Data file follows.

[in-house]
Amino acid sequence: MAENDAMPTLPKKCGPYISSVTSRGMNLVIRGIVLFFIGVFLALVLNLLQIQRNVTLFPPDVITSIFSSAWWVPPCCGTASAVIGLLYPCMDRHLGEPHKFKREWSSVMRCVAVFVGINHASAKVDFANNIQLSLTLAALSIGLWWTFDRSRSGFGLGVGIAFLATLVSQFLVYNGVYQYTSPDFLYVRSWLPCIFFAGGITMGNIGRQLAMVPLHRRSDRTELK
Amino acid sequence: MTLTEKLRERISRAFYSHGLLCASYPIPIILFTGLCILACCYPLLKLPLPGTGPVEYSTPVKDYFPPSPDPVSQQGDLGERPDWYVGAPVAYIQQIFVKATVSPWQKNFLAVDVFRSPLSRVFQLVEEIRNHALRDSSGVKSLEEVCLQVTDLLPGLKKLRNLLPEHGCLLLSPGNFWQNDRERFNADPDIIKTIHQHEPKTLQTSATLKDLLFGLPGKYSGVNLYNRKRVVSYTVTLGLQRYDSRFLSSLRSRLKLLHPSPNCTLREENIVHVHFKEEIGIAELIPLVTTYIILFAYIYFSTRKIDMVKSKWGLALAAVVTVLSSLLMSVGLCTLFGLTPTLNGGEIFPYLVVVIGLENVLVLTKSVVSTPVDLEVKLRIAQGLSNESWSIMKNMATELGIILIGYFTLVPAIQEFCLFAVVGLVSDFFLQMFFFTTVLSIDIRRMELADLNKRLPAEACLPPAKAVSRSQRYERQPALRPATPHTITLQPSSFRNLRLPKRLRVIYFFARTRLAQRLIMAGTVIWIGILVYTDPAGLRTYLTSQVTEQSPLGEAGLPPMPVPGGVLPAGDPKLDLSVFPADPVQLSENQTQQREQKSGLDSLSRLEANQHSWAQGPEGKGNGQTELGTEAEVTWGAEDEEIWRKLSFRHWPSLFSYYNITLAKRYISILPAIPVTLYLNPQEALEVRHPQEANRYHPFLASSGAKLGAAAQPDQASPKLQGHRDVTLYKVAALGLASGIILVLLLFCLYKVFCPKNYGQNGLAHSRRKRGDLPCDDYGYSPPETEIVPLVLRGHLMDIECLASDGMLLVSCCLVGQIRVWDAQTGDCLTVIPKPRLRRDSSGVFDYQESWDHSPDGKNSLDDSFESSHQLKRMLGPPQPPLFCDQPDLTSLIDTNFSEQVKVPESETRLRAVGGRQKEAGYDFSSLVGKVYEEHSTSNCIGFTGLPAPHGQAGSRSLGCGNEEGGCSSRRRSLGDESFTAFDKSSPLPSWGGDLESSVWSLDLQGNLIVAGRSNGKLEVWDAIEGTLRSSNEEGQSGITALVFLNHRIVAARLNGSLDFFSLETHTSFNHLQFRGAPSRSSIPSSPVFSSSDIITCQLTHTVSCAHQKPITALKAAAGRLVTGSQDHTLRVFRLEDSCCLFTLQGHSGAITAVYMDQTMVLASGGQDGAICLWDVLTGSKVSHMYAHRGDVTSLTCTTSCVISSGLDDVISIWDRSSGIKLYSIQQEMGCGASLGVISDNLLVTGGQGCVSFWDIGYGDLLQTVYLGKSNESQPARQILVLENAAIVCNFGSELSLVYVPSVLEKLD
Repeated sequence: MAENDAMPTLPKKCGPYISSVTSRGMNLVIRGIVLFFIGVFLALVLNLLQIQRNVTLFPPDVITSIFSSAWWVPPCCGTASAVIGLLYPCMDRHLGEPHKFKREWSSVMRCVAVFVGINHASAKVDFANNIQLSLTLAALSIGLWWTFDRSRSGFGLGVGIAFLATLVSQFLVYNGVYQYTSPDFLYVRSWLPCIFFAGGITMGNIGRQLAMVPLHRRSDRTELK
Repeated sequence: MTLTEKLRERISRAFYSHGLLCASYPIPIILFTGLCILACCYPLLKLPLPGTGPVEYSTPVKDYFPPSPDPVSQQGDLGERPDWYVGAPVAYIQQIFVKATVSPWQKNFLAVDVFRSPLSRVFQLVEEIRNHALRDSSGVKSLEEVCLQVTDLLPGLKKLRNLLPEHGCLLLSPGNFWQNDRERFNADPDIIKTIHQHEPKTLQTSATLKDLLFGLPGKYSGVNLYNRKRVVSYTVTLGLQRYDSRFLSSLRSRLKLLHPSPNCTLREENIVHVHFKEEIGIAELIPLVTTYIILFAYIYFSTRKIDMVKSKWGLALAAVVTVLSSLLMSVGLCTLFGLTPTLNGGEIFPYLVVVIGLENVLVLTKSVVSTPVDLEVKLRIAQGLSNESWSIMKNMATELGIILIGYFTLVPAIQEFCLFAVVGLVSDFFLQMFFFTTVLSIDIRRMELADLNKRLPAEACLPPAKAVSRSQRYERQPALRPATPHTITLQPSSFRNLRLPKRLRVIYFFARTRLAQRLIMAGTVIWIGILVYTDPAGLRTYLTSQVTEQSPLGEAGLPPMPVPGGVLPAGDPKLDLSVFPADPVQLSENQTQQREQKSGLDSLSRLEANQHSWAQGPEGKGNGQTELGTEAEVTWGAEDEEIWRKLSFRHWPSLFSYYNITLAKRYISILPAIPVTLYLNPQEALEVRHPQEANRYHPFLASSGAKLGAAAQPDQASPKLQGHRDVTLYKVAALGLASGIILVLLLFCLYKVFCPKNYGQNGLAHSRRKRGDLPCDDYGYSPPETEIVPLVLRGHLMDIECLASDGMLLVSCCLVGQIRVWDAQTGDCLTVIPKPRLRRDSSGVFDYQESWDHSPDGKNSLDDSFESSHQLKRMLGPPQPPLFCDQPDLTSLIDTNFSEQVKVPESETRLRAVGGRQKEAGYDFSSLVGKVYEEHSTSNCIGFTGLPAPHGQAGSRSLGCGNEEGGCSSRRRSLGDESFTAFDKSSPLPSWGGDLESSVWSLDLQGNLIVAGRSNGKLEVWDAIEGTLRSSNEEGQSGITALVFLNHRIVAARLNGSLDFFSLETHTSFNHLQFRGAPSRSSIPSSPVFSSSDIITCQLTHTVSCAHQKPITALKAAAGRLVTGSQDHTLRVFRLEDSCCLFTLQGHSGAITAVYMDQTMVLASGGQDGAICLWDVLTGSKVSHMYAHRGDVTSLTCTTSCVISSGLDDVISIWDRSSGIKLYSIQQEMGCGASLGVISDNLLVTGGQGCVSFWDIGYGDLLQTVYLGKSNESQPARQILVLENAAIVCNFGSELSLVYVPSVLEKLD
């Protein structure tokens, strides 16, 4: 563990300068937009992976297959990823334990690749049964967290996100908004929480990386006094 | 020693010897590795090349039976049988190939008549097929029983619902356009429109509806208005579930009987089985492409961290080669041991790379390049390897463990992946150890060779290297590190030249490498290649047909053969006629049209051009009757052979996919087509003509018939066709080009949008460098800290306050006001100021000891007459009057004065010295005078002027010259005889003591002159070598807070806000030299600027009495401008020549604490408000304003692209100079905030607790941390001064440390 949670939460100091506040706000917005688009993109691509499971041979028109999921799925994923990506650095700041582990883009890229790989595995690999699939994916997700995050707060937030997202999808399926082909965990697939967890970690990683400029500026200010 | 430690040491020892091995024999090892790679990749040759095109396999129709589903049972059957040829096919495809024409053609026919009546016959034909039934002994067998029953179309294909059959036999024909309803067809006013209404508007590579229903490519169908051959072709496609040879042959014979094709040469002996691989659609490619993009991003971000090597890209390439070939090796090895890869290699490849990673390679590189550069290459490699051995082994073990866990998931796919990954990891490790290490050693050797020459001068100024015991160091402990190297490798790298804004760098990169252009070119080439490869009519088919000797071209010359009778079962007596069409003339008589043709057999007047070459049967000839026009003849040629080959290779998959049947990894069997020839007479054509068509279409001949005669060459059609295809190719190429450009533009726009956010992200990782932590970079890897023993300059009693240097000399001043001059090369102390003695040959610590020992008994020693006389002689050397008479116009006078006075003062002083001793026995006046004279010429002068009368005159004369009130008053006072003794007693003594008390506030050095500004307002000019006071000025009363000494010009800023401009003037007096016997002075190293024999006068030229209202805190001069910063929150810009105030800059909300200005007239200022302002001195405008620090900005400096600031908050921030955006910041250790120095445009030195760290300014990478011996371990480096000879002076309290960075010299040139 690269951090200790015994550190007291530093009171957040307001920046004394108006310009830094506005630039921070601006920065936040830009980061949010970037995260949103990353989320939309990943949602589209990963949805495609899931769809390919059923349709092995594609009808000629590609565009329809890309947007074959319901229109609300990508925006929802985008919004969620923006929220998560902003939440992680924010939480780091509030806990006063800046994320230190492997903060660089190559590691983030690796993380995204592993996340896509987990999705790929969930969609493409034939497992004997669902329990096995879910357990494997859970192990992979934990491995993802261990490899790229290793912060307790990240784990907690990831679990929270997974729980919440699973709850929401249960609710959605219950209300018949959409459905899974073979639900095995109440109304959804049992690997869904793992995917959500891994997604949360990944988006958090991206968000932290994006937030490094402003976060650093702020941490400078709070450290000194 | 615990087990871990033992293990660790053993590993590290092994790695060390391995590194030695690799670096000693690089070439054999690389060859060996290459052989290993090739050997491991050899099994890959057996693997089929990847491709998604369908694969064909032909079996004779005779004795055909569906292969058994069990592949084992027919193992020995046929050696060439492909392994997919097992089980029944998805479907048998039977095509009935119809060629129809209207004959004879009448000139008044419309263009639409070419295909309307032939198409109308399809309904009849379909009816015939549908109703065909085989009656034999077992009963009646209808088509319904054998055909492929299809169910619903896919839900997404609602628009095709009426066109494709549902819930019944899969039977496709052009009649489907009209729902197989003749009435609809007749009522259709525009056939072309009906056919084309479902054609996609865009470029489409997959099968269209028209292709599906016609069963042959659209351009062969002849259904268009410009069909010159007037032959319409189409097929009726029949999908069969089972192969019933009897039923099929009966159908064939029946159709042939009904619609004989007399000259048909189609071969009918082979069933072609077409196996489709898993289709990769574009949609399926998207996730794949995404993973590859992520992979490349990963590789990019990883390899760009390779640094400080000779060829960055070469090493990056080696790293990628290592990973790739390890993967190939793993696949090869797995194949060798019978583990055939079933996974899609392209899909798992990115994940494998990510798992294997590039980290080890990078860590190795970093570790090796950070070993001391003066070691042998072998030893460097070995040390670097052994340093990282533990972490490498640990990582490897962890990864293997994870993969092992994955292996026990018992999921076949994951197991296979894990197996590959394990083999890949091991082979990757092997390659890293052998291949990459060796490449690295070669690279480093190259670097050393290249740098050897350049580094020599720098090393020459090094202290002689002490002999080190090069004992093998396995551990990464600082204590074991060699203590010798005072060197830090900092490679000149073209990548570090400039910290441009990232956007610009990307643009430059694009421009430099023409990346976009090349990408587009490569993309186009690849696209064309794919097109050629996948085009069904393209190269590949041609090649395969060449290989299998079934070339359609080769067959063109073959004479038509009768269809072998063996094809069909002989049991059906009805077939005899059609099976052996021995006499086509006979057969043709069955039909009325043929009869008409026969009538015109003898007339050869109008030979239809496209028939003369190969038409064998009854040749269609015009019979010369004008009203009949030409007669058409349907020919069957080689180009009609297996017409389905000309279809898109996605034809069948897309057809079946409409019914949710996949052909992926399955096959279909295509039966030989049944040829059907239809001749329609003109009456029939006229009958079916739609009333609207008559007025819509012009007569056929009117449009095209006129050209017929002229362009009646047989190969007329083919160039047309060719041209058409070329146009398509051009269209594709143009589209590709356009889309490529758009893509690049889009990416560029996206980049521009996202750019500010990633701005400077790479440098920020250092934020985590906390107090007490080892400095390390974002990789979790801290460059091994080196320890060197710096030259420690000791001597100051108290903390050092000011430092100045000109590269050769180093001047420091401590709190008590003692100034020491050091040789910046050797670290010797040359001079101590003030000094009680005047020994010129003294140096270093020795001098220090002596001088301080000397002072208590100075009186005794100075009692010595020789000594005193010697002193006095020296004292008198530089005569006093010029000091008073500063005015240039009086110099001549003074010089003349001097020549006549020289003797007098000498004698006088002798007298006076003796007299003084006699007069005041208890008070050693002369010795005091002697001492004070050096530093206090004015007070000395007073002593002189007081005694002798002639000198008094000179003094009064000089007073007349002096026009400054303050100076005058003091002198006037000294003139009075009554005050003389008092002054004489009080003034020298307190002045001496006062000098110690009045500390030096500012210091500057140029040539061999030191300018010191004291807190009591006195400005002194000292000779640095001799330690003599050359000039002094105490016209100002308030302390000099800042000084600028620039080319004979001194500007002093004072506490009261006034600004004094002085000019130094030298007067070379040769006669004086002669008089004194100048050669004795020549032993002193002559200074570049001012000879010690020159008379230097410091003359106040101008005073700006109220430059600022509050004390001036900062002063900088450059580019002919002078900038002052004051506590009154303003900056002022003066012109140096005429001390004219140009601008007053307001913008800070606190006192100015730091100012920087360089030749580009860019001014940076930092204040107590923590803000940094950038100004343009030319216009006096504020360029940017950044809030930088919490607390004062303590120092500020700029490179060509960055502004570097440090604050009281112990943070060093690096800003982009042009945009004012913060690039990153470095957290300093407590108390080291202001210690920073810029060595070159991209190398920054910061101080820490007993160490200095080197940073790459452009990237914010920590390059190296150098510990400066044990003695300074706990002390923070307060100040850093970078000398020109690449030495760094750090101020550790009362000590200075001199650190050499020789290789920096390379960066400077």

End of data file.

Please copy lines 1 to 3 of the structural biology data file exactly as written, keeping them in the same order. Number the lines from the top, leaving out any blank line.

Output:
[in-house]
Amino acid sequence: MAENDAMPTLPKKCGPYISSVTSRGMNLVIRGIVLFFIGVFLALVLNLLQIQRNVTLFPPDVITSIFSSAWWVPPCCGTASAVIGLLYPCMDRHLGEPHKFKREWSSVMRCVAVFVGINHASAKVDFANNIQLSLTLAALSIGLWWTFDRSRSGFGLGVGIAFLATLVSQFLVYNGVYQYTSPDFLYVRSWLPCIFFAGGITMGNIGRQLAMVPLHRRSDRTELK
Amino acid sequence: MTLTEKLRERISRAFYSHGLLCASYPIPIILFTGLCILACCYPLLKLPLPGTGPVEYSTPVKDYFPPSPDPVSQQGDLGERPDWYVGAPVAYIQQIFVKATVSPWQKNFLAVDVFRSPLSRVFQLVEEIRNHALRDSSGVKSLEEVCLQVTDLLPGLKKLRNLLPEHGCLLLSPGNFWQNDRERFNADPDIIKTIHQHEPKTLQTSATLKDLLFGLPGKYSGVNLYNRKRVVSYTVTLGLQRYDSRFLSSLRSRLKLLHPSPNCTLREENIVHVHFKEEIGIAELIPLVTTYIILFAYIYFSTRKIDMVKSKWGLALAAVVTVLSSLLMSVGLCTLFGLTPTLNGGEIFPYLVVVIGLENVLVLTKSVVSTPVDLEVKLRIAQGLSNESWSIMKNMATELGIILIGYFTLVPAIQEFCLFAVVGLVSDFFLQMFFFTTVLSIDIRRMELADLNKRLPAEACLPPAKAVSRSQRYERQPALRPATPHTITLQPSSFRNLRLPKRLRVIYFFARTRLAQRLIMAGTVIWIGILVYTDPAGLRTYLTSQVTEQSPLGEAGLPPMPVPGGVLPAGDPKLDLSVFPADPVQLSENQTQQREQKSGLDSLSRLEANQHSWAQGPEGKGNGQTELGTEAEVTWGAEDEEIWRKLSFRHWPSLFSYYNITLAKRYISILPAIPVTLYLNPQEALEVRHPQEANRYHPFLASSGAKLGAAAQPDQASPKLQGHRDVTLYKVAALGLASGIILVLLLFCLYKVFCPKNYGQNGLAHSRRKRGDLPCDDYGYSPPETEIVPLVLRGHLMDIECLASDGMLLVSCCLVGQIRVWDAQTGDCLTVIPKPRLRRDSSGVFDYQESWDHSPDGKNSLDDSFESSHQLKRMLGPPQPPLFCDQPDLTSLIDTNFSEQVKVPESETRLRAVGGRQKEAGYDFSSLVGKVYEEHSTSNCIGFTGLPAPHGQAGSRSLGCGNEEGGCSSRRRSLGDESFTAFDKSSPLPSWGGDLESSVWSLDLQGNLIVAGRSNGKLEVWDAIEGTLRSSNEEGQSGITALVFLNHRIVAARLNGSLDFFSLETHTSFNHLQFRGAPSRSSIPSSPVFSSSDIITCQLTHTVSCAHQKPITALKAAAGRLVTGSQDHTLRVFRLEDSCCLFTLQGHSGAITAVYMDQTMVLASGGQDGAICLWDVLTGSKVSHMYAHRGDVTSLTCTTSCVISSGLDDVISIWDRSSGIKLYSIQQEMGCGASLGVISDNLLVTGGQGCVSFWDIGYGDLLQTVYLGKSNESQPARQILVLENAAIVCNFGSELSLVYVPSVLEKLD